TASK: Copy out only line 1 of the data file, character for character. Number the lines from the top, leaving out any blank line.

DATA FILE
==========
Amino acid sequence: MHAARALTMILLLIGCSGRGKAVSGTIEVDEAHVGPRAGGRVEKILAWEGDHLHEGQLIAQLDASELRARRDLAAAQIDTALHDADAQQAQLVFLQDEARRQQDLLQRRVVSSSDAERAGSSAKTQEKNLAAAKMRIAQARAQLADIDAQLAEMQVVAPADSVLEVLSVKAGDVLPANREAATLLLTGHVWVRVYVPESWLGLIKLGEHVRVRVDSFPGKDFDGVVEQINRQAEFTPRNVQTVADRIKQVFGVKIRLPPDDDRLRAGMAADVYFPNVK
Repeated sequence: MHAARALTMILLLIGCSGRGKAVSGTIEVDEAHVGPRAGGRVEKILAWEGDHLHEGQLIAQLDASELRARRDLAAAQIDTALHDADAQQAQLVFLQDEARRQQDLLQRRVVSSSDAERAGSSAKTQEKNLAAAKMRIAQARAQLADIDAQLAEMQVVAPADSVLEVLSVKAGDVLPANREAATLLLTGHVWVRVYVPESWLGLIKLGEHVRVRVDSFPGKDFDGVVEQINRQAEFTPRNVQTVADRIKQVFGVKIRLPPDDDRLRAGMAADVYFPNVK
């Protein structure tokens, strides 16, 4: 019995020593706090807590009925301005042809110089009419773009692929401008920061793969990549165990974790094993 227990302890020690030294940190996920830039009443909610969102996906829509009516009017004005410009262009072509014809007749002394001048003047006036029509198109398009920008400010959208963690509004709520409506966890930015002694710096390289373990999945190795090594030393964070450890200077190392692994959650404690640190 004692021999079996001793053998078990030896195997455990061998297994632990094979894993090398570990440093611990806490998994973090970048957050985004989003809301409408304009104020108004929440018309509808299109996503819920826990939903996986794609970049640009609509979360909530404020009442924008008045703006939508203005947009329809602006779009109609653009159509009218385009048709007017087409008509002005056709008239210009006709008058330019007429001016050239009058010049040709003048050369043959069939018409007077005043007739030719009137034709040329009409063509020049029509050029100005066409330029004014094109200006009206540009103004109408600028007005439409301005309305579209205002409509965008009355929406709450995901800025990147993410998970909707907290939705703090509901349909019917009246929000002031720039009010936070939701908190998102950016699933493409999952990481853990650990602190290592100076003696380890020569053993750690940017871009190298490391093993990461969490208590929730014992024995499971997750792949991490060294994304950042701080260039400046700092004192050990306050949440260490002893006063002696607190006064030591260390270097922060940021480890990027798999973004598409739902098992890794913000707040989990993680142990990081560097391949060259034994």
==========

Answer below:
Amino acid sequence: MHAARALTMILLLIGCSGRGKAVSGTIEVDEAHVGPRAGGRVEKILAWEGDHLHEGQLIAQLDASELRARRDLAAAQIDTALHDADAQQAQLVFLQDEARRQQDLLQRRVVSSSDAERAGSSAKTQEKNLAAAKMRIAQARAQLADIDAQLAEMQVVAPADSVLEVLSVKAGDVLPANREAATLLLTGHVWVRVYVPESWLGLIKLGEHVRVRVDSFPGKDFDGVVEQINRQAEFTPRNVQTVADRIKQVFGVKIRLPPDDDRLRAGMAADVYFPNVK